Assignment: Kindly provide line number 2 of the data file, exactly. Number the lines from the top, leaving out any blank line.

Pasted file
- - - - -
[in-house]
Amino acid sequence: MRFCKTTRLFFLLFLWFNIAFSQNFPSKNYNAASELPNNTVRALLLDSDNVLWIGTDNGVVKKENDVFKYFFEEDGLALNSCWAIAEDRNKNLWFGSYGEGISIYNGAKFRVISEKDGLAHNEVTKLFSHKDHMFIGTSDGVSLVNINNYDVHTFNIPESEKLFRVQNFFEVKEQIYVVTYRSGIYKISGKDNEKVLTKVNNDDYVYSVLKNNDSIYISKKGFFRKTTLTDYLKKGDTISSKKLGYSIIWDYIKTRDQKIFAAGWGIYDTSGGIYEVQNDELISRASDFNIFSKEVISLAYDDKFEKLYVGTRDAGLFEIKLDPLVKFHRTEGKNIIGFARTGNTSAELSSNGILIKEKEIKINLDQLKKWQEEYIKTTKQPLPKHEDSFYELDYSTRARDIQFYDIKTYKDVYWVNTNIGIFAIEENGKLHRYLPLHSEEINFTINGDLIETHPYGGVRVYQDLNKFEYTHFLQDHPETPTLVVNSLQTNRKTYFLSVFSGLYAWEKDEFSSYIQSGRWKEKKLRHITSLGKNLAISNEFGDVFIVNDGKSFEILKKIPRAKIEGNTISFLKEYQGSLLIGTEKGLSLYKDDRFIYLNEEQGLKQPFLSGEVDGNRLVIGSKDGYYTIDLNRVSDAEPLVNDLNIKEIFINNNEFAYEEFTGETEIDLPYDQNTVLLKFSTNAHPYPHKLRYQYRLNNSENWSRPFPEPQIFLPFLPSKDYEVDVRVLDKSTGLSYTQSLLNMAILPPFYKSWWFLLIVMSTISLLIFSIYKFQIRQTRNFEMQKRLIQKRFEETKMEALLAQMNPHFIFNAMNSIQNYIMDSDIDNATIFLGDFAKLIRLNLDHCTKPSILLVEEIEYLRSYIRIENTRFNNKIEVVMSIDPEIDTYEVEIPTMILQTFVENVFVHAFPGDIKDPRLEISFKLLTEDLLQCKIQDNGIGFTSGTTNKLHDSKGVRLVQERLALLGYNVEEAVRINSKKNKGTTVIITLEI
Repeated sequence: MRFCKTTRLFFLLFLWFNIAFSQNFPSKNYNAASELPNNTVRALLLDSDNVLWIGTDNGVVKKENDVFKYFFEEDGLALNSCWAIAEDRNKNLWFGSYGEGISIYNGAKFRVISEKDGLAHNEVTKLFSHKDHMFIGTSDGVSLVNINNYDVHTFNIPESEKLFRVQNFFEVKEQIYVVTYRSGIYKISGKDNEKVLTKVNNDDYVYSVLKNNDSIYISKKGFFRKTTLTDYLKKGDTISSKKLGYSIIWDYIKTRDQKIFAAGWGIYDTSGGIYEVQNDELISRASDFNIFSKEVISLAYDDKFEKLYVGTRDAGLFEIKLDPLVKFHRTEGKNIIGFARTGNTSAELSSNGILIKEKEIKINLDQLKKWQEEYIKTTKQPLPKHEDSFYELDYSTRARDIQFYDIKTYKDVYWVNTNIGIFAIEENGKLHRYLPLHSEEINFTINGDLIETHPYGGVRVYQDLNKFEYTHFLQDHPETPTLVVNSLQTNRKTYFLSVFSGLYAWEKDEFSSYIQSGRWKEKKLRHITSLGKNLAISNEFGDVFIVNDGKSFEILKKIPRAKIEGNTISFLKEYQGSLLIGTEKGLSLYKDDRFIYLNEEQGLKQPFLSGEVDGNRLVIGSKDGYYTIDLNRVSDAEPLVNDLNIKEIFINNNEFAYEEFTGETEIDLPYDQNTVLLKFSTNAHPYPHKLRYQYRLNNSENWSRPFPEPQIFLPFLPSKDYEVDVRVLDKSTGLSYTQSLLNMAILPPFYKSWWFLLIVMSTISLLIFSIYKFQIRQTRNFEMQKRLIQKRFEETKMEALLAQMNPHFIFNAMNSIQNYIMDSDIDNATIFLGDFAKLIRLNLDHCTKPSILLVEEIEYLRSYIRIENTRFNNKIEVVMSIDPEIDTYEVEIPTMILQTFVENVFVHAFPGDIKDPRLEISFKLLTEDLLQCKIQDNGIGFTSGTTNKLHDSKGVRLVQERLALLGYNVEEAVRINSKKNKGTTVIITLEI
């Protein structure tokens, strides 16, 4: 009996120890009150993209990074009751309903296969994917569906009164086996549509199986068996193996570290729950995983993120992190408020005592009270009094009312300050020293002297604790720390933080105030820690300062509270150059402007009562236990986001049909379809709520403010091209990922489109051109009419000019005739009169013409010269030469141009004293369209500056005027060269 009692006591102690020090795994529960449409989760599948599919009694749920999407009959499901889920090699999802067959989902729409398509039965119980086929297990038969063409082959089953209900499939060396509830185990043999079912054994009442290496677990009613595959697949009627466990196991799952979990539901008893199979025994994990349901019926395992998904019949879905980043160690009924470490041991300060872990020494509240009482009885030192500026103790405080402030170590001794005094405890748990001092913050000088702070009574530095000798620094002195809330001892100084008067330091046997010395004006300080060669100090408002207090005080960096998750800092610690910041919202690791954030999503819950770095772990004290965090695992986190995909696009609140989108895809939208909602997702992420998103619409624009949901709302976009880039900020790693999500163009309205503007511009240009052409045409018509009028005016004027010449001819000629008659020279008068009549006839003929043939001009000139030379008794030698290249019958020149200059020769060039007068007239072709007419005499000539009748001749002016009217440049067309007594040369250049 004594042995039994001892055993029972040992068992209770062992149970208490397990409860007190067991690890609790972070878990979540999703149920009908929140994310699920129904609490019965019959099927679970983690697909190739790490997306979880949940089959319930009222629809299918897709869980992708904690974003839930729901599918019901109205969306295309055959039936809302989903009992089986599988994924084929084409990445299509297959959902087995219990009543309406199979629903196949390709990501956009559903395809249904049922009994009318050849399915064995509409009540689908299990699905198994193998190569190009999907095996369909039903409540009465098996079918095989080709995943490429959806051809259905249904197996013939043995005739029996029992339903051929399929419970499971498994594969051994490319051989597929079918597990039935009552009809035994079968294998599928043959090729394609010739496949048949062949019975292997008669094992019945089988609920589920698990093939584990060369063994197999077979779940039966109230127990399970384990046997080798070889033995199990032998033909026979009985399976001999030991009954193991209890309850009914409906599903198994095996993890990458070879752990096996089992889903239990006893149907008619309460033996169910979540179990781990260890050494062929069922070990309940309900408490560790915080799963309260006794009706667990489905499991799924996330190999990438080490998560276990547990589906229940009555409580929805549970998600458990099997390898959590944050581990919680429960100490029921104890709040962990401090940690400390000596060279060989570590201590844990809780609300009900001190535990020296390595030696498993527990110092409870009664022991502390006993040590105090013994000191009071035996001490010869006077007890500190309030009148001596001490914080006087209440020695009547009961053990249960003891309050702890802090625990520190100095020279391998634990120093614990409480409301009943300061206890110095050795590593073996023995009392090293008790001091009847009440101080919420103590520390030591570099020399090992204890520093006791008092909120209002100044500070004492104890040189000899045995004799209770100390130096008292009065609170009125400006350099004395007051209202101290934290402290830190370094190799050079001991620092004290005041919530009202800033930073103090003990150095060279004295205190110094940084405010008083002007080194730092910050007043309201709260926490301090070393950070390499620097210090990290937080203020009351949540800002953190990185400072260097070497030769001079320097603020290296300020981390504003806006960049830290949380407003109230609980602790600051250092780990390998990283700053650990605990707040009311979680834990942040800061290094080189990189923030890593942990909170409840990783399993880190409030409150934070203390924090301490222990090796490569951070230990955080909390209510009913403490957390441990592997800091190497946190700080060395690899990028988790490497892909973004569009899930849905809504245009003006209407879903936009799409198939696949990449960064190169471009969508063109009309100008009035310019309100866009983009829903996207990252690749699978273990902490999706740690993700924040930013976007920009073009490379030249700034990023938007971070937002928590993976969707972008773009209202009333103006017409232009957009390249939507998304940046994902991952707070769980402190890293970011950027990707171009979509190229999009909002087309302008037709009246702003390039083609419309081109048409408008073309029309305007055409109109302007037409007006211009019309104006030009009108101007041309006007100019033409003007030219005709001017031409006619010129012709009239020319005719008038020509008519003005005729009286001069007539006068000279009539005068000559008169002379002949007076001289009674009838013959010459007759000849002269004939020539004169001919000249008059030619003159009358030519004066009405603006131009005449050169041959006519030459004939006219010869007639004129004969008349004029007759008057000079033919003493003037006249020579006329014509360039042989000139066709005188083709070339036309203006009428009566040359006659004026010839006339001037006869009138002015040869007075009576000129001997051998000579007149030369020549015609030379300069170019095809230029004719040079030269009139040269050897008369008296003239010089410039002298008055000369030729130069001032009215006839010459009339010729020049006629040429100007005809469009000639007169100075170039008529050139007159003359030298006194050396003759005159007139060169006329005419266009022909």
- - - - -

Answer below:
Amino acid sequence: MRFCKTTRLFFLLFLWFNIAFSQNFPSKNYNAASELPNNTVRALLLDSDNVLWIGTDNGVVKKENDVFKYFFEEDGLALNSCWAIAEDRNKNLWFGSYGEGISIYNGAKFRVISEKDGLAHNEVTKLFSHKDHMFIGTSDGVSLVNINNYDVHTFNIPESEKLFRVQNFFEVKEQIYVVTYRSGIYKISGKDNEKVLTKVNNDDYVYSVLKNNDSIYISKKGFFRKTTLTDYLKKGDTISSKKLGYSIIWDYIKTRDQKIFAAGWGIYDTSGGIYEVQNDELISRASDFNIFSKEVISLAYDDKFEKLYVGTRDAGLFEIKLDPLVKFHRTEGKNIIGFARTGNTSAELSSNGILIKEKEIKINLDQLKKWQEEYIKTTKQPLPKHEDSFYELDYSTRARDIQFYDIKTYKDVYWVNTNIGIFAIEENGKLHRYLPLHSEEINFTINGDLIETHPYGGVRVYQDLNKFEYTHFLQDHPETPTLVVNSLQTNRKTYFLSVFSGLYAWEKDEFSSYIQSGRWKEKKLRHITSLGKNLAISNEFGDVFIVNDGKSFEILKKIPRAKIEGNTISFLKEYQGSLLIGTEKGLSLYKDDRFIYLNEEQGLKQPFLSGEVDGNRLVIGSKDGYYTIDLNRVSDAEPLVNDLNIKEIFINNNEFAYEEFTGETEIDLPYDQNTVLLKFSTNAHPYPHKLRYQYRLNNSENWSRPFPEPQIFLPFLPSKDYEVDVRVLDKSTGLSYTQSLLNMAILPPFYKSWWFLLIVMSTISLLIFSIYKFQIRQTRNFEMQKRLIQKRFEETKMEALLAQMNPHFIFNAMNSIQNYIMDSDIDNATIFLGDFAKLIRLNLDHCTKPSILLVEEIEYLRSYIRIENTRFNNKIEVVMSIDPEIDTYEVEIPTMILQTFVENVFVHAFPGDIKDPRLEISFKLLTEDLLQCKIQDNGIGFTSGTTNKLHDSKGVRLVQERLALLGYNVEEAVRINSKKNKGTTVIITLEI